Bitcoin is ending another week on a bearish note as it explores more of a giant $1,300 futures gap and bulls are nowhere to be seen.
As volatility lessens but a lack of buyer support leaves the bull run short of steam, talk is turning to where a realistic floor might lie. Modern Consensus takes a look at the week’s events and considers what the coming days could have in store.
Fresh lows conclude a lackluster week
Monday began on a strong note with Bitcoin returning to the mid $19,000 zone, only to see rejection at $19,400 — something which would form a key target later on.
Thereafter began a series of step-down price moves, culminating in the loss of $19,000 and then $18,000 support. The middle of the week produced a brief glimmer of hope as BTC/USD returned to hit highs of $18,640, but this was also short lived. By Friday, the pair had dived below $18,000 once again to put in lows of $17,585.
With Bitcoin down over 6% on weekly timeframes after putting in its highest-ever weekly close last Sunday, opinions are mixed as to what is fuelling the market’s cold feet.
Chief among traders’ considerations is the record CME futures gap—a $1,300 chasm left behind as Bitcoin steamed to all-time highs earlier in December. The latest retreat has allowed roughly half of the gap to be filled, with Modern Consensus noting that the lower bound lies at $16,900.
This, however, is not the only bearish force at work in the current environment. A look at exchange orderbook data shows that strong buyer support does not appear to sync with the gap. Rather, definitive protection against major losses is only set to kick in at around $16,300.
Conversely, strong selling preparations are in place at $19,400 and $20,000, making Bitcoin’s chances of beating out resistance to continue its bull run all the more unlikely.
Macro factors provide a third obstacle, with uncertainty over the U.S. coronavirus stimulus and Brexit contrasting with a fall in stock markets and the associated rise in the strength of the U.S. dollar. A classic scenario in many respects, a stronger dollar comes hand in hand with Bitcoin price suppression.
Commenting on the status quo, trader Michaël van de Poppe said that investors should be “relatively cautious” about longing Bitcoin at current price levels—implying the potential for further downside remains.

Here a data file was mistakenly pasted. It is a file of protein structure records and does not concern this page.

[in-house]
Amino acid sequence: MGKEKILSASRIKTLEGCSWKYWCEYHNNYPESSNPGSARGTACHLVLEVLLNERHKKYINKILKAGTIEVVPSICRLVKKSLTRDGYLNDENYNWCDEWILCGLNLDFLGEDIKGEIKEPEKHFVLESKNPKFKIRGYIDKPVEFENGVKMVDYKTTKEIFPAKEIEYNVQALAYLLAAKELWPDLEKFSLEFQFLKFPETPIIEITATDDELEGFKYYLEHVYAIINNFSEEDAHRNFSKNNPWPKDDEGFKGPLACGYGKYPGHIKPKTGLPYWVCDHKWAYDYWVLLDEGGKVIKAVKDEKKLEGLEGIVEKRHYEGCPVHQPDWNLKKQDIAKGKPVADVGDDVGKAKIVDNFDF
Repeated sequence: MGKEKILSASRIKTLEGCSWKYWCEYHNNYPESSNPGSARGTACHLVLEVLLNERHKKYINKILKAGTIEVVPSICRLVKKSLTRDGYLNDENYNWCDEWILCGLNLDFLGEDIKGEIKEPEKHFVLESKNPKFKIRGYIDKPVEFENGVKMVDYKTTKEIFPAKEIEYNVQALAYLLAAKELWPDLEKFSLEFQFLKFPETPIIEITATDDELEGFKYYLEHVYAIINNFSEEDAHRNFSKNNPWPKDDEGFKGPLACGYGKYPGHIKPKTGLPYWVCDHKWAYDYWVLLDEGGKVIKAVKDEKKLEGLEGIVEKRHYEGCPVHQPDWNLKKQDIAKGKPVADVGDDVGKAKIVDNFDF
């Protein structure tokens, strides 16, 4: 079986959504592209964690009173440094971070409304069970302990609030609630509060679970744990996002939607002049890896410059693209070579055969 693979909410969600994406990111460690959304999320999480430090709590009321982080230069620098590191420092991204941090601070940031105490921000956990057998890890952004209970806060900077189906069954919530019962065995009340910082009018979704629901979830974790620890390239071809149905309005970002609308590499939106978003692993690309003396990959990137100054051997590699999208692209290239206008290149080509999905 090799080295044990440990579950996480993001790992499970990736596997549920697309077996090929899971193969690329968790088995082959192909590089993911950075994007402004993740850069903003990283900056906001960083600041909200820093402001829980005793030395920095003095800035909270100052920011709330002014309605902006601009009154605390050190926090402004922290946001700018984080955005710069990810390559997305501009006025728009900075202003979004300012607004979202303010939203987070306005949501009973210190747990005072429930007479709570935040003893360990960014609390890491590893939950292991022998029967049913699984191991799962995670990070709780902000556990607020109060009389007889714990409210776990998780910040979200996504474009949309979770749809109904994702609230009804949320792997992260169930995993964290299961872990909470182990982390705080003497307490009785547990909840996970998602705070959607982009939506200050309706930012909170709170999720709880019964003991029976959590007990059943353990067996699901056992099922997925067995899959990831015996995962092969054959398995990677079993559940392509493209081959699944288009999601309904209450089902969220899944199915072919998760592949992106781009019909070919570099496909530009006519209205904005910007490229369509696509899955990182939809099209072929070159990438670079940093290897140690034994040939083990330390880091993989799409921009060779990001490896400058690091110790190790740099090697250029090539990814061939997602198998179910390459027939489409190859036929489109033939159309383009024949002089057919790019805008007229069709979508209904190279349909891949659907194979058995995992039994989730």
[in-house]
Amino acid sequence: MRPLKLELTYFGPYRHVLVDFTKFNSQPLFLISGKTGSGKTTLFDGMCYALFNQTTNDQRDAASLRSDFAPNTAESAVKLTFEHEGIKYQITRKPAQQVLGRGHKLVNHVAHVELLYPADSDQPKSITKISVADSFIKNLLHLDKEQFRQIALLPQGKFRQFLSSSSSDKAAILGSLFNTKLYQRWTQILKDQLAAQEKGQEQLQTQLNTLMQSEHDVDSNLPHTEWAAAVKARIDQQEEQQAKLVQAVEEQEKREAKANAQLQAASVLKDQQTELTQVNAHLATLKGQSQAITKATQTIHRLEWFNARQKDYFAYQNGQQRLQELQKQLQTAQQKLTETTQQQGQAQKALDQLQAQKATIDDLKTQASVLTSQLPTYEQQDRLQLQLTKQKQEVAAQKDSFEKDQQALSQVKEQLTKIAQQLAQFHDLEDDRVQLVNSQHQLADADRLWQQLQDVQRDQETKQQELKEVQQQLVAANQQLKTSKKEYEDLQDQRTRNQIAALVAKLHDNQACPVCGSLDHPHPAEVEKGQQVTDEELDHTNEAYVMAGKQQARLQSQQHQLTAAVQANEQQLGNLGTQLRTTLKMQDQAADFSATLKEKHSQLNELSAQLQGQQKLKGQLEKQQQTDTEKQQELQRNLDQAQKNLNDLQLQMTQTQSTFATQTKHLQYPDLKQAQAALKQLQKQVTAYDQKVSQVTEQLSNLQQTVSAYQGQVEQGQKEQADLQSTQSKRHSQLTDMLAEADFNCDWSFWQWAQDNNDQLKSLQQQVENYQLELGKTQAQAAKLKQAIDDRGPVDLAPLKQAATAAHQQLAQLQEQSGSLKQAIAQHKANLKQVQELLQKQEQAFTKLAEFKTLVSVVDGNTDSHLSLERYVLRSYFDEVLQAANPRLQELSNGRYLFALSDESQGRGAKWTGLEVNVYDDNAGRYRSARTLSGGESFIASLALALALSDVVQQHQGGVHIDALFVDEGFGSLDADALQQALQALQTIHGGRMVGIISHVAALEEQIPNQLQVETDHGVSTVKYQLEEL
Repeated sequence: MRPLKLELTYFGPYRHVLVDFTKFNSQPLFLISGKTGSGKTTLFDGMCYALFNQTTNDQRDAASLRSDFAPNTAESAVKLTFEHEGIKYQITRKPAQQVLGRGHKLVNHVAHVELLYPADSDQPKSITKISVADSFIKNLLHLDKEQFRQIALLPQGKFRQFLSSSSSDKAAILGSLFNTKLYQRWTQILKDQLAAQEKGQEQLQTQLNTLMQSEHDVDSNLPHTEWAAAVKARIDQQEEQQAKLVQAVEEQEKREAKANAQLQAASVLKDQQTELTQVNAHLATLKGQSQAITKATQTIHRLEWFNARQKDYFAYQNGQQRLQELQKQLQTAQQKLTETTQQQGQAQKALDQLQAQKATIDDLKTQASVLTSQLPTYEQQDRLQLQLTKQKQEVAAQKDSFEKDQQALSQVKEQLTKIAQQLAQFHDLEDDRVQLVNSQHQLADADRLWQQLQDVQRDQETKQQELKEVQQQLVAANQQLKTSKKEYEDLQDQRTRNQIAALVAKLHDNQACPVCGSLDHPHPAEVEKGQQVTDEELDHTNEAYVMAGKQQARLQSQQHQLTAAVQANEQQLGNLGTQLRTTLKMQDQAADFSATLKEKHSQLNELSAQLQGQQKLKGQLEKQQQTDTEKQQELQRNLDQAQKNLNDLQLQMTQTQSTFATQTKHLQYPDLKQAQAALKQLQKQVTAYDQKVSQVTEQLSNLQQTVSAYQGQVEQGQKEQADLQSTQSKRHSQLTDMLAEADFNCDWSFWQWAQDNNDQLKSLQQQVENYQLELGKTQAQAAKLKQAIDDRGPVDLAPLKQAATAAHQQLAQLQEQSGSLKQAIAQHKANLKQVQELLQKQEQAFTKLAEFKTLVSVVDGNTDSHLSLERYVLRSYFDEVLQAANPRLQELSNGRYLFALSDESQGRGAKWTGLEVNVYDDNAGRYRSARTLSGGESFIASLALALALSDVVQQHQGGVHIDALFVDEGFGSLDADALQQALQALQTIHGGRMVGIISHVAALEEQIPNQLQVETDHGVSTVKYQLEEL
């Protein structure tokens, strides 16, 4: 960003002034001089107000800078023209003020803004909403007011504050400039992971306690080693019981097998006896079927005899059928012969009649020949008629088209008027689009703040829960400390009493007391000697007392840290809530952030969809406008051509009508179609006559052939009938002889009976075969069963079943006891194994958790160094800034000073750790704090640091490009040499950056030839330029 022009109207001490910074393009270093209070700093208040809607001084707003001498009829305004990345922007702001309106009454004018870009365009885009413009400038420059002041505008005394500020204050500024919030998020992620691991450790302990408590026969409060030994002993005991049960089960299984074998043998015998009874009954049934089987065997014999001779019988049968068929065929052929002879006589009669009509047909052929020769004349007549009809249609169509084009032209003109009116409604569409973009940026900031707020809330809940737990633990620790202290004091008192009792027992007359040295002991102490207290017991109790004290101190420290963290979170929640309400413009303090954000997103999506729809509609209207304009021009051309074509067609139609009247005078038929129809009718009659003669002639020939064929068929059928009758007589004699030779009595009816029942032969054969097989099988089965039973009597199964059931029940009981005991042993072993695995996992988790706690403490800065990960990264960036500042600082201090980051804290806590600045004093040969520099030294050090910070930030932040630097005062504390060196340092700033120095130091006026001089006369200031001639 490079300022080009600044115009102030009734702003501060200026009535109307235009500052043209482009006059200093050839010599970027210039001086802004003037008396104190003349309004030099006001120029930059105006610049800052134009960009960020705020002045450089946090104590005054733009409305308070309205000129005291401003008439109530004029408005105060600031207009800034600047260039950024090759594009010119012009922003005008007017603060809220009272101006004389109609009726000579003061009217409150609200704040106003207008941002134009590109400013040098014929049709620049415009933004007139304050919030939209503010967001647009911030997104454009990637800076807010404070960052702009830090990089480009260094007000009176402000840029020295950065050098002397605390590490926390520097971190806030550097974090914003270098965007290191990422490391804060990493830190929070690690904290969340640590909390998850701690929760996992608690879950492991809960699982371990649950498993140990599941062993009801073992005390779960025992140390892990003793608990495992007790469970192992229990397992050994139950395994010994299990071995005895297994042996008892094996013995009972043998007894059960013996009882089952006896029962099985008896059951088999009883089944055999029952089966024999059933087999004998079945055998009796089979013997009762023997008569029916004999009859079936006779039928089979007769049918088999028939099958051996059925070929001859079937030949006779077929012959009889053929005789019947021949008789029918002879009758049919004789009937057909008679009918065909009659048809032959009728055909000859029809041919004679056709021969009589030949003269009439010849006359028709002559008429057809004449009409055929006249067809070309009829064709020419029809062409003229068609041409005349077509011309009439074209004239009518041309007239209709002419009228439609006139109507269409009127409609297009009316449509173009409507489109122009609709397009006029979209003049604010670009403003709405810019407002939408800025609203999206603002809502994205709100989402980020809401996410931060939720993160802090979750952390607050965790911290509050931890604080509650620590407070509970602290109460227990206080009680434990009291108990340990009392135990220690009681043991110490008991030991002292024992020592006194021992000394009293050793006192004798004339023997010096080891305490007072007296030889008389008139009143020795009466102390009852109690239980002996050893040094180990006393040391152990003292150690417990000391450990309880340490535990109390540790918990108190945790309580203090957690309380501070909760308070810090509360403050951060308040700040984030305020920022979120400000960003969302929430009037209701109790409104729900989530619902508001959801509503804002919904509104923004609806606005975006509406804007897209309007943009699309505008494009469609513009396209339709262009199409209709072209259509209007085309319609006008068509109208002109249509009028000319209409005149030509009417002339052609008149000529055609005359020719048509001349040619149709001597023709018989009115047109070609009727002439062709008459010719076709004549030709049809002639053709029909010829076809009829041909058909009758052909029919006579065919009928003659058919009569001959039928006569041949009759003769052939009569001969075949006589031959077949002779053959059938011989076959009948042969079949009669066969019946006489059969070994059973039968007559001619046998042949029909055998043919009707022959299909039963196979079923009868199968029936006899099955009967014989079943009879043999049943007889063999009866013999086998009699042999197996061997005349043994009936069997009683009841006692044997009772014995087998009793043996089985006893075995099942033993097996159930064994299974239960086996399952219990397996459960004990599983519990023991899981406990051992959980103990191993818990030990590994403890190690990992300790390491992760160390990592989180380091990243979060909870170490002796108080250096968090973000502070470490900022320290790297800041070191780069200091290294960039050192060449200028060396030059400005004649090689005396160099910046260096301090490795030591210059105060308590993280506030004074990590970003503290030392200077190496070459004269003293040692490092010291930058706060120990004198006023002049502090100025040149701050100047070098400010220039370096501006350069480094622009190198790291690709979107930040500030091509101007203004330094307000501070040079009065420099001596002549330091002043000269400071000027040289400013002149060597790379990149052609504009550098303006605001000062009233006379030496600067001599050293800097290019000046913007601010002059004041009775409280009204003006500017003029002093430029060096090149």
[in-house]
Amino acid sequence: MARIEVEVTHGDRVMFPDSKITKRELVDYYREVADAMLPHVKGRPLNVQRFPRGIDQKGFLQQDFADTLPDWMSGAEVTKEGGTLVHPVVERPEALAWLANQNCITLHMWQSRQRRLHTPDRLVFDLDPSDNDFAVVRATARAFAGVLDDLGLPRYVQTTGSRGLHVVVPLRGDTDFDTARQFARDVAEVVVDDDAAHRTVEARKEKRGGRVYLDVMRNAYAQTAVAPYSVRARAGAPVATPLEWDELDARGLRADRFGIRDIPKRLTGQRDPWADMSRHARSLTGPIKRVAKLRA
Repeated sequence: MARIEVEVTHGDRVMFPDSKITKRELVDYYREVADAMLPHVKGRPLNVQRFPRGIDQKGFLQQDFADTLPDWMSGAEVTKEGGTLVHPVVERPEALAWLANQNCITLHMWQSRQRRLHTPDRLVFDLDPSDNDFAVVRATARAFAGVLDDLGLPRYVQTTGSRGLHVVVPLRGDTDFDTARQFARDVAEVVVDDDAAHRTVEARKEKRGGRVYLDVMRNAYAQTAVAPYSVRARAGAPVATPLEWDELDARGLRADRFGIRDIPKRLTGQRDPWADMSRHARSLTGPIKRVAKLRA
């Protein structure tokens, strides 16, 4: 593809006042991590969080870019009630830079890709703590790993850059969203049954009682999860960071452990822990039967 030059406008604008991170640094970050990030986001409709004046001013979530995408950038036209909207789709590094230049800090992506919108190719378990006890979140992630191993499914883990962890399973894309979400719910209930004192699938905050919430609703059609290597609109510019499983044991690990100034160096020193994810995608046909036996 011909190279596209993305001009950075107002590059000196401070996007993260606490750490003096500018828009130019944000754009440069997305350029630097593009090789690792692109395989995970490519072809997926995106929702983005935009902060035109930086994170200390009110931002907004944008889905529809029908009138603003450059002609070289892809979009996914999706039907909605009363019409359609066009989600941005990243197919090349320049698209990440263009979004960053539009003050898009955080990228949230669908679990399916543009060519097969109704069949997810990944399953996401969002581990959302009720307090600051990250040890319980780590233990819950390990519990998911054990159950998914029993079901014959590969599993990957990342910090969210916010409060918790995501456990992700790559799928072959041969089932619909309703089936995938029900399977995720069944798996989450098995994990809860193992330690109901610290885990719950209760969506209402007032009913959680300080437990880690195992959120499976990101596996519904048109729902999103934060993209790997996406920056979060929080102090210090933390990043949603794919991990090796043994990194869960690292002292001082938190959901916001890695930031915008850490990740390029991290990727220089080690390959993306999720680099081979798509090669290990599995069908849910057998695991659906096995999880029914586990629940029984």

Having failed to clinch $18,400, the area around $17,600 is the one to watch, he advised in an update on Friday.
“Trend is still down, but we might see a potential bullish trigger if $BTC flips back above $17,800 for support,” he added in a tweet.
“Then the next trigger is $18,500. However, not doing that -> $17,000 and $16,300 next.”
Big players don’t care about the bears
Despite the lackluster short-timeframe movements, however, Van de Poppe, like many other market participants, was bullish on the overall climate.
“The crucial part is that Bitcoin is flowing out of the exchanges towards hardware wallets… there’s new adoption, there’s new long-term perspectives right now, which means that those are in cold storage for the long term which is only a bullish case,” he said.
With funds continuing to leave exchanges, news of fresh corporate buy-ins continues to hit the headlines. The latest is insurance firm MassMutual, which confirmed it had purchased $100 million in BTC.
At the same time, NYDIG, the crypto institutional investment provider through which MassMutual acquired its holdings, confirmed the insurance giant had acquired a stake in it.
“We are proud of this incredible moment in the history of both Bitcoin and the insurance industry,” Robert Gutmann, co-founder and CEO of NYDIG, stated in an accompanying press release.
“This reflects the expansion of Bitcoin to insurance company general investment accounts, as well as NYDIG’s unique ability to meet the complex needs of the most demanding institutional investors.”
Fellow executive Ross Stevens, who co-founded Stone Ridge, NYDIG’s parent company which itself bought 10,000 BTC in October this year, described Bitcoin as “asymptotically unprintable sound money with an uncorrelated risk premium.”
This reinforces the idea that belief in long-term upside for Bitcoin is all but a given in the current macroeconomic environment, and that current price weakness will soon become all but a blip on the radar.